Women began taking on more leadership roles in the 1970s, says Norton.
“Before the ’70s, it was male dominated as far as sitting on a board or attending a meeting,” he says. “There was a partnership in owning and working a farm, but men were the ones who attended the meetings. Now you find women in those leadership positions, attending meetings and serving on a lot of different boards. They are involved in all aspects of agriculture.”
When Maggie Long, 34, was a child, she used to drive past fields in rural Louisiana, mesmerized by the process of growing. As an adult, she spent six years working for the produce department at Whole Foods in Baton Rouge when she discovered her passion for farming. She spent four of those years as a produce specialist, buying all the produce for the department, garnering relationships with local farmers and visiting local farms.
“I’ve always enjoyed working with produce for some reason,” she says. “There’s something so honest and humbling about farm work. It’s therapeutic in a lot of ways and there’s more to it than just the physical labor. There is a lot of planning and research and all of the details that go into it all. I enjoy the details and the process.”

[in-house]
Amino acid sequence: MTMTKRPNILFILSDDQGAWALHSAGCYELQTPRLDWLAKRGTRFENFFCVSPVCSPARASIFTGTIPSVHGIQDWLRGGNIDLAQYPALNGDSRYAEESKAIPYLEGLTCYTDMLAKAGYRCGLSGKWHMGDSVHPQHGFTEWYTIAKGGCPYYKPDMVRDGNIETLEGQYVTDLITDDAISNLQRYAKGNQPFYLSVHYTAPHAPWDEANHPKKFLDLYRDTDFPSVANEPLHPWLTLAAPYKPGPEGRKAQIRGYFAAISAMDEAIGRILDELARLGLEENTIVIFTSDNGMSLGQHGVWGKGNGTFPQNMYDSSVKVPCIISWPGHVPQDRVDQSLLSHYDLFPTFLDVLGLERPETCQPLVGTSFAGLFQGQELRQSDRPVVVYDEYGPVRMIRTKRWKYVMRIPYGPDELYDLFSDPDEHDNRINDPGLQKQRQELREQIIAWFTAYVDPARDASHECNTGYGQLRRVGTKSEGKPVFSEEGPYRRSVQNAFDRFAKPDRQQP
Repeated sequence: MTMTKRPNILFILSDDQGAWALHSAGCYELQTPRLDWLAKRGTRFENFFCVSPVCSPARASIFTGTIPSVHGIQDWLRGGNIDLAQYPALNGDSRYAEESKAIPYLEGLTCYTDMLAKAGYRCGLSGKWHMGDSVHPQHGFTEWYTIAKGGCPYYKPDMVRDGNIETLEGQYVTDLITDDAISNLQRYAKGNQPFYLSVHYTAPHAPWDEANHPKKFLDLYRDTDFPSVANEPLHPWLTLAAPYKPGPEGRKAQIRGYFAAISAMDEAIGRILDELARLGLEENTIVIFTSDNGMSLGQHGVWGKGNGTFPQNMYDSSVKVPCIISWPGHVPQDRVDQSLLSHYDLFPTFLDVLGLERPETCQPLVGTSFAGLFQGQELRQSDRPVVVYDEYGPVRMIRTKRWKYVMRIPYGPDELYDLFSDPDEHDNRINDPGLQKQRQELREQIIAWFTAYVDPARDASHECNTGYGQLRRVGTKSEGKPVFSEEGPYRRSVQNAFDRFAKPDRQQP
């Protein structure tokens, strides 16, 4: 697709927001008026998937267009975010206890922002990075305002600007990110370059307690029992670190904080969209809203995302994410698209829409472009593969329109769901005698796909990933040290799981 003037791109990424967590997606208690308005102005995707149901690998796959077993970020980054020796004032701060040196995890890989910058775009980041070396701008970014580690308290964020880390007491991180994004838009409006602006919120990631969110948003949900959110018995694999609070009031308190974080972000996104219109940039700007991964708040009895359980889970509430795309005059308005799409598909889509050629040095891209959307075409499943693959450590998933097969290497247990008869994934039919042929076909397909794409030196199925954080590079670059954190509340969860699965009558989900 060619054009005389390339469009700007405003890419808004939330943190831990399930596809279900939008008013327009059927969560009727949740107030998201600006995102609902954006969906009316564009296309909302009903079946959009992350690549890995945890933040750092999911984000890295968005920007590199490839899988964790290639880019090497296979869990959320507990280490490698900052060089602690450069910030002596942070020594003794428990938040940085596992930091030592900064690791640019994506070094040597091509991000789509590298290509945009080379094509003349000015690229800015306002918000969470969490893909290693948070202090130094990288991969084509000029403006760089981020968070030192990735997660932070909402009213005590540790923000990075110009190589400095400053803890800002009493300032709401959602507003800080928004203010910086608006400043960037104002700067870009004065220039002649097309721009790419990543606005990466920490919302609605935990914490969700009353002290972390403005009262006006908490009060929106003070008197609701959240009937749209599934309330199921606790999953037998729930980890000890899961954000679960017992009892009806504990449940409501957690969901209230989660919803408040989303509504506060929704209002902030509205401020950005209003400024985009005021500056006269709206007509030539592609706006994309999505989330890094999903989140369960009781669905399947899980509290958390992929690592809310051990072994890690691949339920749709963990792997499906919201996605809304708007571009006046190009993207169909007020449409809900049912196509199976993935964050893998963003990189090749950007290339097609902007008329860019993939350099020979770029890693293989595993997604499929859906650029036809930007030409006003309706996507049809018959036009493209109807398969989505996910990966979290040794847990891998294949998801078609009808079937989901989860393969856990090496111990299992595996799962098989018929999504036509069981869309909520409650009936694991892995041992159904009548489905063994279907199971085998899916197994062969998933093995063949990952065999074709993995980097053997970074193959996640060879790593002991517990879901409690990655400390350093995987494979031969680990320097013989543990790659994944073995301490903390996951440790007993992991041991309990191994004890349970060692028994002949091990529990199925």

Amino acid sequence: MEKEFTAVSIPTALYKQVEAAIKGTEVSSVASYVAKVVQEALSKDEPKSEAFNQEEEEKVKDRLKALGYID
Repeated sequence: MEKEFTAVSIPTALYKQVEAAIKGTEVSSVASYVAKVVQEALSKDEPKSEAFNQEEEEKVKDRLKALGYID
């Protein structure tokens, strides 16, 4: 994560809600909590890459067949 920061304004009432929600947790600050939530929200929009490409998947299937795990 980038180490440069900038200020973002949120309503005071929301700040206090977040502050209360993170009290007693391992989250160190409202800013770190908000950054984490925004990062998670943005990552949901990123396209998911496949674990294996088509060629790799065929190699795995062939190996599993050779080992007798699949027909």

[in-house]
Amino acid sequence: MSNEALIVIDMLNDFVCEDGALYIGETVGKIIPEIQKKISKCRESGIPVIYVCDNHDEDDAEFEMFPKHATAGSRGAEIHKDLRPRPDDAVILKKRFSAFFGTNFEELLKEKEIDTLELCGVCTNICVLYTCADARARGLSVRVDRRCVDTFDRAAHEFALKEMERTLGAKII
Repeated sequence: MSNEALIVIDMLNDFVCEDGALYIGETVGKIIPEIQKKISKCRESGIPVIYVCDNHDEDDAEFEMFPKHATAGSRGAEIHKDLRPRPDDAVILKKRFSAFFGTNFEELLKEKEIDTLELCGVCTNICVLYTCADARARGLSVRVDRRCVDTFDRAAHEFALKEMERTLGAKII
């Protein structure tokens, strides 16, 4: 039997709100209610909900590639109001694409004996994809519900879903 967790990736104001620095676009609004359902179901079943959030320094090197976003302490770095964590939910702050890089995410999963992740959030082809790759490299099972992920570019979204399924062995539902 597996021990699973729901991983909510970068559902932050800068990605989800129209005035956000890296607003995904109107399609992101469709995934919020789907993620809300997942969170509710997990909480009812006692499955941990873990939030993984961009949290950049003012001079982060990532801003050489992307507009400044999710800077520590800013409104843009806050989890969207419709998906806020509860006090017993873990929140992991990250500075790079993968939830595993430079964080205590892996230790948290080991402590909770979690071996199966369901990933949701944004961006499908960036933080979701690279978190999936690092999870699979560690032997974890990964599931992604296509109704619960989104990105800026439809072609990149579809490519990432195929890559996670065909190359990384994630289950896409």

When she decided to open a farm in St. Francisville, she researched the most profitable cash crops. Marijuana was number one and mushrooms were second, she says.
“They came up as one of the most five profitable cash crops,” she says of mushrooms. “And I thought ‘OK, we can do that.’”
She started her farm with her daughter, Evie, 8, and her husband, Cyrus Lester, 33, and called it Mushroom Maggie’s Farm.
Because mushrooms are grown in an indoor, temperature-controlled and high-humidity environment, they can be harvested all year, Long says. She adds that they have incredible health benefits and local Baton Rouge restaurants specializing in farm-to-table fare have expressed an interest in buying from Mushroom Maggie’s. While a fire destroyed the barn and their mushroom blocks in February, Long says she is already in the process of rebuilding and regrowing.
“When I was working at Whole Foods, there were not many women in farming or even in produce, and I like that I am part of something I believe so strongly in,” she says. “I want to be profitable and I want people to enjoy it and be part of the experience of what is going on in the Baton Rouge area. But I’m also so proud of the process and making sure it’s consistent and reliable. For farmers, that’s the most important thing.”